In the American context he wanted a strong central government and mocked those people who thought that it would grow in size and scope.

    On money he opposed a central bank under a Monarchy, but under a democratic government central banking and fiat money would be no threat.

    O.K. it is easy to snear after the event.

    But some things are not a matter of not guessing right what would happen in the future – some things just did not add up.

    For example, “Rights of Man” parts one and two.

    We are told that if the Monarchy and all the Royal hangers on (on pensions and so on) are got rid of we can have old aged pensions for the poor, basically free education for everyone (and so on) and all without higher taxes – indeed we are told we would have lower taxes.

    It was bunk – it did not add up. Even with the King and company put out to earn a living, taxes would have had to gone into outer space to finance all the stuff Paine promised in Rights of Man part two.

    In “Agrarian Justice” (published only a few years later) Paine seems to understand this – and proposes a tax on landowners.

    For big landowners the tax was to go up to 100% (Paine did not like them – some of the best big farmers in Britian were in Paine’s home county of Norfolk, but Paine did not have the money to be one of them and hated feeling inferior).

    In short Tom Paine was the sort of man who was fine in a bar giving a amusing speech mocking local bigwigs (or running a local newspaper exposing cases of corruption), but he is not a good political thinker.

    Of course Americans will always hold him dear for “Common Sense” one of the best selling tracts of the American Revolutionary period.

    Paine was a great man for mocking one’s enemies. Although (as is often forgotten) when he turned his voice and pen against things Americans cared about (such as Christianity in “The Age of Reason”) he suddenly became a lot less popular – and felt it was time to move on.

    Of course the British government side had their attack dogs to. The principle one was Dr Johnson.

    “When an American talks of liberty he means the liberty to rob the Indian and enslave the Negro”.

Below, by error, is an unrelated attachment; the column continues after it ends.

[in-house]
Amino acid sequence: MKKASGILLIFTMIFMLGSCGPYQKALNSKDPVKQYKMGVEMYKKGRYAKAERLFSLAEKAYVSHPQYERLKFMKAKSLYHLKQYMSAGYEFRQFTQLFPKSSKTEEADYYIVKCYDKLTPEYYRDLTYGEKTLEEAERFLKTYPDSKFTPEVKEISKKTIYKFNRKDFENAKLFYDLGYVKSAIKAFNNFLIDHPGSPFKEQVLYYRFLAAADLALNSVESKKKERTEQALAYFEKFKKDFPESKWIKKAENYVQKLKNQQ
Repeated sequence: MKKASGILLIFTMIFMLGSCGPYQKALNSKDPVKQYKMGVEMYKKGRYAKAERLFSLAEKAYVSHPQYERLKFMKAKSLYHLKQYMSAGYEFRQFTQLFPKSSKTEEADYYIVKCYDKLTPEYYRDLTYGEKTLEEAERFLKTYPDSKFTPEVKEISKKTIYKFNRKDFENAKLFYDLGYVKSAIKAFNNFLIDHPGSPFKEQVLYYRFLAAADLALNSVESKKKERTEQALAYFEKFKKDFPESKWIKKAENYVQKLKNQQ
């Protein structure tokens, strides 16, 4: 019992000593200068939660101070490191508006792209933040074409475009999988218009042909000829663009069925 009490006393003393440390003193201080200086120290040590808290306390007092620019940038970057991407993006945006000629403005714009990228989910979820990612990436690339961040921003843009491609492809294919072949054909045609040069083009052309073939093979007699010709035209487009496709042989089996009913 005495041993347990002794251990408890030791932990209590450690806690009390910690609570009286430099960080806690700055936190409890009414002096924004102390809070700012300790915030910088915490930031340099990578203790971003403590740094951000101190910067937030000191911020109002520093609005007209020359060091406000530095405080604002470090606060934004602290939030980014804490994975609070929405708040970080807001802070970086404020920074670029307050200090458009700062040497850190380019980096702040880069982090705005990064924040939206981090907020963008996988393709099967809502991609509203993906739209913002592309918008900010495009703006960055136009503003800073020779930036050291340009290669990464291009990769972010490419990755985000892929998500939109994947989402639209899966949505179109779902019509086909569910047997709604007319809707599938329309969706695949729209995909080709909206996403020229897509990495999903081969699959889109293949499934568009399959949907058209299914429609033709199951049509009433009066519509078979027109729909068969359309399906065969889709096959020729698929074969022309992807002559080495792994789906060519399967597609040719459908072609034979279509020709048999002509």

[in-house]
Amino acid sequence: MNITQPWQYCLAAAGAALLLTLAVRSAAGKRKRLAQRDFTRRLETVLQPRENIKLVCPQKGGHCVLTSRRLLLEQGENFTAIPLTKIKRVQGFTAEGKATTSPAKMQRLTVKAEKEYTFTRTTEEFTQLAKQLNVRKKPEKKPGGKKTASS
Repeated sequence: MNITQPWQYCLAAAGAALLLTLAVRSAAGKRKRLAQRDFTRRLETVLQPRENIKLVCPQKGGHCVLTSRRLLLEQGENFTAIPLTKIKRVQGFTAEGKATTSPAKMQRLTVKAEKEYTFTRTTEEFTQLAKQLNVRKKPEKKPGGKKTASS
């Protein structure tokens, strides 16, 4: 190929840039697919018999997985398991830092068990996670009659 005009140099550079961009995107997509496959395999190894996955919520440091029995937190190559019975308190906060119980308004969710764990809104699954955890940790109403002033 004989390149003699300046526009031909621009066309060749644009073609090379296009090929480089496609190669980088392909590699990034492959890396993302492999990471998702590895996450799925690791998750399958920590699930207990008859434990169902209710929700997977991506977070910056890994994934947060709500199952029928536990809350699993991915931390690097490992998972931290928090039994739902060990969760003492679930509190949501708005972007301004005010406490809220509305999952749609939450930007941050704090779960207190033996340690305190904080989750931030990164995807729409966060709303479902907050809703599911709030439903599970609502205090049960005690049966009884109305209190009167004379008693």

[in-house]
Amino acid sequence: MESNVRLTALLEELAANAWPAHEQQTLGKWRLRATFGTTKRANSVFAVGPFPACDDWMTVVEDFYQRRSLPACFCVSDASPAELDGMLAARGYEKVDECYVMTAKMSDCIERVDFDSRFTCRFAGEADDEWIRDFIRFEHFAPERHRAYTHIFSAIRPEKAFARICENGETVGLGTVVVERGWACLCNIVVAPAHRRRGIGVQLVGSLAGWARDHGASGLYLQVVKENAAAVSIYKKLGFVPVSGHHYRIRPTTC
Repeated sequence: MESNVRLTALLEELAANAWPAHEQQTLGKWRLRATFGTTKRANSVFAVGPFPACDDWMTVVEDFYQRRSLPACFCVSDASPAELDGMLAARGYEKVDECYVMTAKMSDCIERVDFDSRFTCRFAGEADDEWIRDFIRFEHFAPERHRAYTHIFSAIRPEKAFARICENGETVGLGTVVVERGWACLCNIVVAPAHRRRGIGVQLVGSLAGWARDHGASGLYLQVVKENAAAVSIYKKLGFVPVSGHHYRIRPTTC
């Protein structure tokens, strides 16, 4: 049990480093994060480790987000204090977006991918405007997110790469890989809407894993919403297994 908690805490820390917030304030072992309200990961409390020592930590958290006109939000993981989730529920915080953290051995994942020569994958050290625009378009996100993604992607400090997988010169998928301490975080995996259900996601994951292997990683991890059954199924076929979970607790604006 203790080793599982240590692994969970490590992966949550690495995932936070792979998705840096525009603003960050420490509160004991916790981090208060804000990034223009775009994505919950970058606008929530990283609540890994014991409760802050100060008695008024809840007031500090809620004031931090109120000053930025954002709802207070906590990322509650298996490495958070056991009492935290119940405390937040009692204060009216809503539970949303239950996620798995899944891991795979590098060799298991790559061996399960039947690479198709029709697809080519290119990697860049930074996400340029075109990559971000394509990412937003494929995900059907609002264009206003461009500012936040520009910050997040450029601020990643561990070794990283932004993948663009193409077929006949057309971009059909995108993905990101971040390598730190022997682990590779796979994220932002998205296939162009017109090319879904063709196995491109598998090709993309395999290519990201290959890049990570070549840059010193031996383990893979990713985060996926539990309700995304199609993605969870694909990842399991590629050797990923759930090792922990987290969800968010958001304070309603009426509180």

How many enemies of the United States have used that line of attack in the last couple of centuries?

    Certainly there were many States where slavery was either accepted as unlawful or was on the way out.

    And the relations between the various Indian tribes and the Americans was a lot more complicated than a one sided American aggression against the Indians.

    But it still makes a great line.

    Just as Tom Paine’s lines against such things as the Monarchy and House of Lords (and so on) were unfair if one examined things closely – but were still very effective attacks.

  • VR — you are right, of course: the difference between “Russian” and “Bolshevik” revolution is important. If my remarks seem precipitant, however, just make the substitution and press on. 1789 was a lot more important to October 1917 than to February of the same year.

    Paul — you probably know this: almost a century after “The Age of Reason”, the florid dingbat Theodore Roosevelt was still fulminating over Paine as “that filthy little atheist”. I wonder whether he actually ever read the book.

  • Paul Marks

    I do not know whether T. Roosevelt ever read the book Billy.

    But, of course, you are right Paine was not an athiest – he just did not accept the divinity of Jesus or the doctrines of the mainstream Churches.

    And neither did Jefferson or John Adams (for all their opposition to Paine in other matters). The gap between an Unitarian like John Adams and a deist like Paine is not vast.

    Adams was quite un P.C. on the matter of Jesus – how could God be born a Jew (of all things) in some filthy stable.

    Methinks he missed the point. God (so Christians believe) could have chosen to be a Roman (rather than a despised Jew) or to be born a Prince (rather than in a poor family), but that is not how he wanted it.

    When “All things bright and beautiful” (a hymn the left hate) says that God created both the rich man and the poor man it does not mean that poor people should not get rich if there some honest way to do so.

    It means that God created everyone (and all things) and that it is neither a sign of wickedness to be poor (the Book of Job deals with this old belief as far back as the Old Testiment) or unjust to be born poor – for God ordered their estate (i.e. it is not the fault of rich people that there are poor people – the world is a hard place by nature, not by the wickedness of rich people).

    To return to Paine.